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COMPUTING SCIENCE

Hip-Hop Physics

Electrons dance to a quantum beat in the Hubbard model of solid-state physics

Brian Hayes

The Electron Do-Si-Do

The only exact solution of a Hubbard model applies to the one-dimensional case, where the electrons move back and forth along a line of sites. In 1968 Elliott H. Lieb, now of Princeton University, and F. Y. Wu of Northeastern University studied the behavior of the one-dimensional system at half-filling (N electrons on N sites) as the value of U is varied. At large U (strong repulsion), the system is an insulator; Lieb and Wu proved there is no transition to a conducting state at any U greater than zero. They also showed that the ground state of the linear model is not ferromagnetic but antiferromagnetic: The lowest-energy configuration is one in which alternate spins point in opposite directions.

Lieb and Wu got their results by exploiting special properties of one-dimensional systems. In particular, there is no way for one electron to exchange places with another electron except by performing a kind of do-si-do, in which the two particles simultaneously occupy the same site. Because of the Pauli principle, two electrons in the same spin state can never change their ordering along the line. These constraints, which simplify the analysis, do not hold in higher dimensions.

Forty years later, the work of Lieb and Wu remains the only rigorous solution to a Hubbard model. But there are lots of less-than-rigorous hints and clues from approximation methods and from computer simulations.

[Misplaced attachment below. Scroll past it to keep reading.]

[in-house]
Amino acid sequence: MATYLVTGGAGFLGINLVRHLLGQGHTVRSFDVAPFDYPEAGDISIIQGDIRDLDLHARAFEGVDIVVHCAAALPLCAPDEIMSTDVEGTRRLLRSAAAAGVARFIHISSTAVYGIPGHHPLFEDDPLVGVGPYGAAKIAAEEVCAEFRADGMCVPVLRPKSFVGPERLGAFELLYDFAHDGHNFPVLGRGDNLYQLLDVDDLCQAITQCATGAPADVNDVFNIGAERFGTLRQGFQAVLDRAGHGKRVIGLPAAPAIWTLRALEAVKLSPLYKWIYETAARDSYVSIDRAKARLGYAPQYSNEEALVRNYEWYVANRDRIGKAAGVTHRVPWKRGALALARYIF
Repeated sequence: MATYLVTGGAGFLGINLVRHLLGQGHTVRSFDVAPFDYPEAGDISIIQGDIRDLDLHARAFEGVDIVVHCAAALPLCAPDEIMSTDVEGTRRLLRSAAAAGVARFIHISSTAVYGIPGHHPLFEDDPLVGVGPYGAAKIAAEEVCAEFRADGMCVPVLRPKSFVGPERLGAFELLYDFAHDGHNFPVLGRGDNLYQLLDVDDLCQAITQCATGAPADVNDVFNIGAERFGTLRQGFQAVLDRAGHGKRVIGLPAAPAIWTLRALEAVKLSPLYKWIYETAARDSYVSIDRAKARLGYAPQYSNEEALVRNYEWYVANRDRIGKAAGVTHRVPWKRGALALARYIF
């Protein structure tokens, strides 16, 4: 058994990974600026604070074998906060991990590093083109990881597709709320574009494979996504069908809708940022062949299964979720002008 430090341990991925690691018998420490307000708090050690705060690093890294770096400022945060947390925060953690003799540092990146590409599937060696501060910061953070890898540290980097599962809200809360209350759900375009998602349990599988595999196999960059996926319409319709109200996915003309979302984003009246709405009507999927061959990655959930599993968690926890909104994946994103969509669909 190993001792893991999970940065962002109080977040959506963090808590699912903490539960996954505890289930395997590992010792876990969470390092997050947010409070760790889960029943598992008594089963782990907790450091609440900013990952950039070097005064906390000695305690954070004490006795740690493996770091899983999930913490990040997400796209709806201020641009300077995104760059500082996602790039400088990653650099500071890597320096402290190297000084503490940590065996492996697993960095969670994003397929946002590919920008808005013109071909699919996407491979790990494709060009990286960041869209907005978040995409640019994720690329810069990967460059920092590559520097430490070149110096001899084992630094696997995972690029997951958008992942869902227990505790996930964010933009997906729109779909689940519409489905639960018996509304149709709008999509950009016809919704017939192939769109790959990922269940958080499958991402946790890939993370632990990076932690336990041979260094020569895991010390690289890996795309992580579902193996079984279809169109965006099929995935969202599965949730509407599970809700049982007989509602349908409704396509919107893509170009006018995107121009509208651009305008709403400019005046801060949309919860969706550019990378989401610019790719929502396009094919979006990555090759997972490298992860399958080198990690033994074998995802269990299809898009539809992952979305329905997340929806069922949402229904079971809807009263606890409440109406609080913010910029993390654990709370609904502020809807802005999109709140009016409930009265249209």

It is widely believed that the two- and three-dimensional models also have an antiferromagnetic ground state—a checkerboard of alternating up and down spins—when the lattice is half-filled. An informal argument in support of this view points out that a fully magnetized system has only one possible configuration, since none of the electrons can move; in the antiferromagnet, adjacent electrons with opposite spins can swap places through the do-si-do mechanism. Thus there are many equivalent configurations for an antiferromagnet, which lowers the overall energy.

Can a Hubbard model ever favor ferromagnetism? Yes. In the 1960s Yosuke Nagaoka of Kyoto University discovered a ferromagnetic phase that appears when two conditions are satisfied: the repulsive interaction U is very strong, and the number of electrons is just short of half-filled. A single vacancy (that is, N–1 electrons on N sites) is enough to make the difference! Ferromagnetism also emerges spontaneously in Hubbard-like models in which the electrons can hop farther than the nearest-neighbor sites. One such scheme was described in 1995 by Hal Tasaki of Gakushuin University in Japan.

What’s intriguing about both ferromagnetism and antiferromagnetism in Hubbard systems is that the orderly configurations arise even though the model includes no direct interactions between pairs of electrons that would tend to align the spins either parallel or antiparallel. This is quite different from the Ising model, where parallel spins benefit from an energy bonus. In the Hubbard model—and surely in real solids as well—long-range order comes from subtler correlations within the entire population of electrons.





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